Spheroid formation assay
SP cells or MP cells were seeded at 2000 per well in 24-well Ultra Low plates (Corning, New York, NY, USA) in DMEM/F12 medium (Gibco) containing 20 ng/ml fibroblast growth factor, 20 ng/ml epidermal growth factor, 2% B27, insulin (R&D Systems, Minneapolis, MN, USA) and 2 mg/ml heparin (Sigma-Aldrich) and cultured for 21 days.
Cell cycle analysis
After cell sorting, 5 × 105 SP cells and MP cells were suspended in phosphate-buffered saline (PBS) buffer containing 50 μg/ml PI dividedly, incubated in the dark for 30 min at room temperature, and analyzed with a CyAn ADP flow cytometer (Beckman Coulter). Data were analyzed with ModFit LT for Windows version 3.1.
After sorting, SP cells and MP cells were washed several times with PBS and frozen at −80 °C. For lectin microarray analysis, 1 × 105 cells were resuspended in 1 ml of PBS-T (containing 1% TritonX-100), followed by sonication for 15 min and centrifugation at 14,000g for 15 min. The supernatant was recovered. Proteins were quantitated using a micro BCA kit (Thermo Scientific) and labelled with fluorescent dye Cy3 (Thermo Scientific). Samples with protein concentration of 250 ng/ml were applied to a LecChip (Glyco Technica) and incubated at 20 °C for 16 h. The chip was then scanned with a GlycoStation Reader 1200 (Glyco Technica) confocal scanner. Each lectin in LecChip has three replicates. To be normalized, intensity of each well in lectin microarray was divided by the mean of total 135 wells’ intensity of the chip. We repeated lectin microarray analysis of SP and MP cells using independent samples to overcome biological bias.
Cell lysis preparation for mass spectrometry analysis
SP cells were rinsed with PBS. After washing, 2% SDS containing protease inhibitor cocktail (Roche Diagnostics, Roche Applied Science, Meylan, France) was used to lyse the cells at 100 °C for 15 min. The lysate was then centrifuged at 14,000g for 30 min, and the supernatant was collected. The protein concentration in the supernatant was quantitated using a BCA kit (Thermo Scientific, San Jose, CA, USA).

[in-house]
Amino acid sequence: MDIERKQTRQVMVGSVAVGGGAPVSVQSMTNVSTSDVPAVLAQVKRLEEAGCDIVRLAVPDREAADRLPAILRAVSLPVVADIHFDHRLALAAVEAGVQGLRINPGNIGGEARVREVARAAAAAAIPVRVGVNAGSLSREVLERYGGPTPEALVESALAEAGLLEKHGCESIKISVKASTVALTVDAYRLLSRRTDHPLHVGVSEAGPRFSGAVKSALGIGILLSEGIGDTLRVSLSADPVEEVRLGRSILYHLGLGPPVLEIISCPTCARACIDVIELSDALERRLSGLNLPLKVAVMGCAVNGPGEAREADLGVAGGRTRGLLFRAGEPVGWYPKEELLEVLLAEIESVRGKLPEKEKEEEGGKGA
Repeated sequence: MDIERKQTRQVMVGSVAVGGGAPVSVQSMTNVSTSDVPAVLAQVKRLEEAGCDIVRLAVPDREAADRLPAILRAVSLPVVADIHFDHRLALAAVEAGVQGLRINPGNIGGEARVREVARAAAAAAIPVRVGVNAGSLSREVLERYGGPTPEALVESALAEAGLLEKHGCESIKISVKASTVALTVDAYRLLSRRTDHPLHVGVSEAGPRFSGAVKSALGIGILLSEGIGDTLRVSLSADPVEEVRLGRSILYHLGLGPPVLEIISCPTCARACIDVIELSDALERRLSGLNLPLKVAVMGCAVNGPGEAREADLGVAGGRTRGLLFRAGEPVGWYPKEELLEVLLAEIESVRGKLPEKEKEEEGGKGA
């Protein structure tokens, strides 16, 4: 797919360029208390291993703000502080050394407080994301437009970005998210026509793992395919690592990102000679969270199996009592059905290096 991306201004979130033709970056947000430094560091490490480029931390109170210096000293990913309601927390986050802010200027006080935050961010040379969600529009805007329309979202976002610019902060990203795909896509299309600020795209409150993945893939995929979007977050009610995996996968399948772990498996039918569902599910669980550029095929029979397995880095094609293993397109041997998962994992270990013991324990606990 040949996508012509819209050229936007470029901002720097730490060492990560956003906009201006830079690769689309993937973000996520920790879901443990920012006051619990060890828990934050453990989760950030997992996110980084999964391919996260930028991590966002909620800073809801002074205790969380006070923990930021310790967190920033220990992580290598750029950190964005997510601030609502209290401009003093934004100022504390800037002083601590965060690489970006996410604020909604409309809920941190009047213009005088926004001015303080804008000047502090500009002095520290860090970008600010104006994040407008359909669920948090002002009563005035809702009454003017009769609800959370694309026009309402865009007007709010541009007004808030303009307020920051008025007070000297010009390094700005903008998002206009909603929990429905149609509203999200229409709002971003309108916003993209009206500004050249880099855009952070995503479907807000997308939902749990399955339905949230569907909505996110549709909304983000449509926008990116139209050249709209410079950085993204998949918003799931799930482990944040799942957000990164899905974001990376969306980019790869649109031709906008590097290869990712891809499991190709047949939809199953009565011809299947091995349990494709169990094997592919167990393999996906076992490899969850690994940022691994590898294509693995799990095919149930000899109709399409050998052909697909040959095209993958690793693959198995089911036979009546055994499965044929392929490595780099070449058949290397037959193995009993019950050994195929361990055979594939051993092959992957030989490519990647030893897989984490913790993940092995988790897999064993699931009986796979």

N-Glycan release and purification
For each cell line, 400 μg of protein in 200 μl of 2% SDS was added to 200 μl of 8 M urea (Sigma-Aldrich) containing dithiothreitol (Sigma-Aldrich) to achieve a final concentration of 10 mM. After heating at 56 °C for 20 min, the samples were incubated in 40 mM ammonium bicarbonate (Sigma-Aldrich) containing 25 mM iodoacetamide (Sigma-Aldrich) for 30 min at 37 °C in the dark. The sample was transferred to an ultrafiltration unit (Amicon Ultra-0.5, Ultracel-10 membrane; Millipore, Billerica, MA) and centrifuged at 14,000g for 15 min. A volume of 200 μl of 40 mM NH4HCO3 was added to the ultrafiltration unit and centrifuged to wash the sample. Thereafter, 2 μl of PNGase F (New England BioLab, Ipswich, MA) in 200 μl of 40 mM NH4HCO3 was added to the device and incubated with shaking for 24 h at 37 °C. The ultrafiltration unit was transferred to a new collection tube and centrifuged at 14,000g for 15 min, and the filter membrane was washed with 200 μl of 40 mM NH4HCO3 for three times. The solution in the collection tube was recovered and lyophilizedin a vacuum freeze dryer (Martin Christ GmbH, Osterode, Germany). To remove sialic acids, each sample was reconstituted in 50 mM ammonium acetate buffer (pH 5.5) followed by desialylation with neuraminidase (15 mU) from V. cholerae (Roche) (Sigma-Aldrich, St. Louis, MO) at 37 °C overnight. Subsequently, all samples were dried in a SpeedVac and redissolved in 50 μl of water (with 0.1% TFA).